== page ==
Monday, December 24, 2007


MISCEGENATION Derived from the Latin miscere (mix) and genus (race), miscegenation refers to the marriage and/or sexual relations between a member of one race and a member of another race. In American history, the term generally has been reserved to describe the marital and/or sexual relations between blacks and whites.

Until recently, miscegenation was not only viewed as a social indiscretion but, in most states, as an infraction of the law. As early as the 1660's, colonial legislators were enacting laws prohibiting miscegenation. Virginia's ban against interracial liaison was passed in 1662 with Maryland following suit in 1681. Maryland's statute described miscegenation as being "al­ways to the Satisfaccion of... Lascivious and Lustfull desires, and to the disgrace not only of the English butt allso of many other Christian Nations."

Notwithstanding the law, miscegenation in the antebellum South was widespread. Black female slaves, being the absolute chattel of their owners, had little recourse but to submit to the sexual appetites of white men who justified their actions on the flimsy excuse that the chastity of venerated white womanhood was being protected. The extent to which interracial sexual liaisons occurred in the antebellum South, of course, can be measured by the large number of mulattoes, quadroons and octoroons populating the region during the mid-nineteenth cen­tury. The emergence of this racially hybrid group, constantly increasing in size and containing every shade of color, was and continues to be the enduring legacy of miscegenation.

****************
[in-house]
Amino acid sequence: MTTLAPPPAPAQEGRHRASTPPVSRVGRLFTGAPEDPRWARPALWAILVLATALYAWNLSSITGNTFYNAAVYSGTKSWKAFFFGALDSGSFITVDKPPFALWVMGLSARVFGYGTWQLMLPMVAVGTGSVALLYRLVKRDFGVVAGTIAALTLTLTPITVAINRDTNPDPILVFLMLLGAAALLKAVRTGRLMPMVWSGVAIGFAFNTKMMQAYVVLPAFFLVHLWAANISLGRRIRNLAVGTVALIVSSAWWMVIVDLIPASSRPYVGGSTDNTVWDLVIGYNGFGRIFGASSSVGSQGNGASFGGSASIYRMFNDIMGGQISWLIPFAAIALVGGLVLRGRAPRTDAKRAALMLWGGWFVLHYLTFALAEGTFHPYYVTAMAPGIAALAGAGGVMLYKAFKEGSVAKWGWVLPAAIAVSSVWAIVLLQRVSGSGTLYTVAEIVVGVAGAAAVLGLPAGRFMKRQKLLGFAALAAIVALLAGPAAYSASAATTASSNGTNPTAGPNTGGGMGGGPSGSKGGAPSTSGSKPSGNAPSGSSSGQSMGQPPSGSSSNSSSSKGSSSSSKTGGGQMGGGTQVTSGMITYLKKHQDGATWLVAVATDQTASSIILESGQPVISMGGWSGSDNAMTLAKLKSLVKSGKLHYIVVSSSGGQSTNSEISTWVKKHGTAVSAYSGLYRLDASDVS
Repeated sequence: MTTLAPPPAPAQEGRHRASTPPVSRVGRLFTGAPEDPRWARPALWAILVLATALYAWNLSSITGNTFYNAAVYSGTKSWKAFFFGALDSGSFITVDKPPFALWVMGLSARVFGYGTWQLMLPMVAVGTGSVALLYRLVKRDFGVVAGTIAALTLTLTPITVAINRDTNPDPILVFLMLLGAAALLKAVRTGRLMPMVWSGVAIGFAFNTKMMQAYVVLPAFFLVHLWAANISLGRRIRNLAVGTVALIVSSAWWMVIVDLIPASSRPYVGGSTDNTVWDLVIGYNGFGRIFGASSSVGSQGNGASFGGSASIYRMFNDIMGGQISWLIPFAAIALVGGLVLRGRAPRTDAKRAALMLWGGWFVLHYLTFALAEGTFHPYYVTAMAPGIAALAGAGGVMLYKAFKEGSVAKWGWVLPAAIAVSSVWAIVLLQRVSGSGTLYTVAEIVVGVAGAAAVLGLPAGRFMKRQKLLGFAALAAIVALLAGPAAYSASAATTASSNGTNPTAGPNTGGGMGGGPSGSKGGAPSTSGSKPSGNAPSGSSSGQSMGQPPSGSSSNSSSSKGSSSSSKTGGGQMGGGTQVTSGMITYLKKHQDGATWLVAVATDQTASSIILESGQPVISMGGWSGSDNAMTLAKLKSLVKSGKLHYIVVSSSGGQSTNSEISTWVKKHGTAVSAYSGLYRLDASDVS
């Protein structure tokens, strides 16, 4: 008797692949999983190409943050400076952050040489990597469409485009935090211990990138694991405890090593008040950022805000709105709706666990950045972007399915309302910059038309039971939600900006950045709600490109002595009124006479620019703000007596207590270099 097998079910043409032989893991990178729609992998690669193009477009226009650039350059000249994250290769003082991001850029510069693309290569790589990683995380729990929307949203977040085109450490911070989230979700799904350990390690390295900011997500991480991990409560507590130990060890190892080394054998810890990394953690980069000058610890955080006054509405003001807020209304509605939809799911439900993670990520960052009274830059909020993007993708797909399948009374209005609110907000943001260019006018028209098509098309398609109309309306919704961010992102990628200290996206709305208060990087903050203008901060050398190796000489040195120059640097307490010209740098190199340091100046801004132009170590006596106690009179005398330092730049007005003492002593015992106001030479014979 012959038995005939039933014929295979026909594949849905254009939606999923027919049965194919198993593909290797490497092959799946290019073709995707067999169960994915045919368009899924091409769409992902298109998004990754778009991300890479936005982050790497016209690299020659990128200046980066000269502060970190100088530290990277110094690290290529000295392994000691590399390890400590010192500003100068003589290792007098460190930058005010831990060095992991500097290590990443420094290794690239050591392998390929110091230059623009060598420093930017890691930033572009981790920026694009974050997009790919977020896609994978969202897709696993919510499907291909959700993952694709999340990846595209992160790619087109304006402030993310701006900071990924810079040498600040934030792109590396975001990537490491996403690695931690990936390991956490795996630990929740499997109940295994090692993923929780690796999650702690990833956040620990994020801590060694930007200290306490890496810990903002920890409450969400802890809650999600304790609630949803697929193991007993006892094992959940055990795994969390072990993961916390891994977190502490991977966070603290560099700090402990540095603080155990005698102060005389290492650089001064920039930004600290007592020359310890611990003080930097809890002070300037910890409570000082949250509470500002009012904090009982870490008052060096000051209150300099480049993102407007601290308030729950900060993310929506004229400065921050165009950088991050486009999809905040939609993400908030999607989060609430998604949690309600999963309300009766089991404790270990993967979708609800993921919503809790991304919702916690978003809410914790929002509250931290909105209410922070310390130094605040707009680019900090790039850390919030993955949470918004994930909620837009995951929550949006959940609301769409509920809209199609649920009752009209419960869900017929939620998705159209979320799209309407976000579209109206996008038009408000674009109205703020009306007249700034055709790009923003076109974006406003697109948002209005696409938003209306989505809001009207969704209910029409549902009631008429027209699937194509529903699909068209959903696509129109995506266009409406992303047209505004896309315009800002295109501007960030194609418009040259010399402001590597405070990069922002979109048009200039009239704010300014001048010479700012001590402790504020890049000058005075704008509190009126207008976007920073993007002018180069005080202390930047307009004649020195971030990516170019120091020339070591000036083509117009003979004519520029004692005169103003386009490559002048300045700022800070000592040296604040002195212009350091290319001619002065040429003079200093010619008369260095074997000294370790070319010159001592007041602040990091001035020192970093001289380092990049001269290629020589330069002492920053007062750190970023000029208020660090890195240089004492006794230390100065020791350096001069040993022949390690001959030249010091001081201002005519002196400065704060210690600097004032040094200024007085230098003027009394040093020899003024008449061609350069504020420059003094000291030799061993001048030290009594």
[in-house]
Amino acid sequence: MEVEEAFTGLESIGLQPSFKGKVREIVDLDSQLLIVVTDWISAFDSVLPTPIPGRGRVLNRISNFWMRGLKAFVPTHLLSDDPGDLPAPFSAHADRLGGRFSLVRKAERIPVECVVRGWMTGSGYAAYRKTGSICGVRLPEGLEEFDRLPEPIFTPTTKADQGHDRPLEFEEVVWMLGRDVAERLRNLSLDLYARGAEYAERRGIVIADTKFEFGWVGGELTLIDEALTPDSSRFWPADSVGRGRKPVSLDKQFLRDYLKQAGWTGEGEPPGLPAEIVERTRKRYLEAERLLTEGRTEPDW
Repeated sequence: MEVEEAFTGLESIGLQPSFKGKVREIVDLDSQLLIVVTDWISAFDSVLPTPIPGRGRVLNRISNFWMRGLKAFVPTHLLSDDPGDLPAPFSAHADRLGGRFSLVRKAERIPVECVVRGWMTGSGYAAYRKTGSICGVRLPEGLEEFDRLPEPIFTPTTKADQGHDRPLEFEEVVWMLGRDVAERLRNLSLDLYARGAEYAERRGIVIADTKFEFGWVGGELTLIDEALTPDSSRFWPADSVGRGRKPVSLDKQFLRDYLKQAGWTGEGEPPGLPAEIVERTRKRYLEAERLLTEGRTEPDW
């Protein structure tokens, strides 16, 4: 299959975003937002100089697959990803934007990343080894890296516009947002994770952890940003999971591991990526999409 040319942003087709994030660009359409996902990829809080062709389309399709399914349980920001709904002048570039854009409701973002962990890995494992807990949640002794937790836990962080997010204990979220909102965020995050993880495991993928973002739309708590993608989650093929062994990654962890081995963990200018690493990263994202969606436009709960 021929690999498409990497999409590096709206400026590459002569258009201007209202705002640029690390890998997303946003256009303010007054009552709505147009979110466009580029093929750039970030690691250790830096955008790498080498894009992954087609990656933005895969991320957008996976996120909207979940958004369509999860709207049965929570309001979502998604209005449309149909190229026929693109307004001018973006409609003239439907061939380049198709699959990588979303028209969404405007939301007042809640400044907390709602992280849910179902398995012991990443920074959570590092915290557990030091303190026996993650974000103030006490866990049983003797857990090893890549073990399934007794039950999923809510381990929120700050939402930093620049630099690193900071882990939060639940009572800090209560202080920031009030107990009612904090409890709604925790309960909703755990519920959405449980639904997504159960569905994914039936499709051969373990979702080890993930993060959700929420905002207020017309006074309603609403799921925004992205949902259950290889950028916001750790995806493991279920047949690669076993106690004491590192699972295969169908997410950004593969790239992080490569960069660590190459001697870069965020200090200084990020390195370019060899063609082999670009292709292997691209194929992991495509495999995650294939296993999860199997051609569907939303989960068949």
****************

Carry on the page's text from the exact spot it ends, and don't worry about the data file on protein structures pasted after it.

During the twentieth century, anti-miscegenation laws were grad­ually repealed in the majority of non-southern states. Never­theless, by 1967 sixteen states still retained such laws, providing penalties ranging up to ten years imprisonment and fines up to $2,000. In that year, however, the Supreme Court of the United States in Loving v. Virginia, [388 U. S. 1] declared antimiscegenation legislation unconstitutional. The Court argued that marriage constitutes one of the "basic civil rights of man," and that "the freedom to marry, or not marry, a person of another race resides with the individual and cannot be infringed by the State." Basing its decision on the Fourteenth Amend­ment, the Court declared that there "can be no doubt that re­stricting the freedom to marry solely because of racial clas­sifications violates the central meaning of the Equal Protection Clause." See also: MULATTO and PARTUS SEQUITUR VENTREM.

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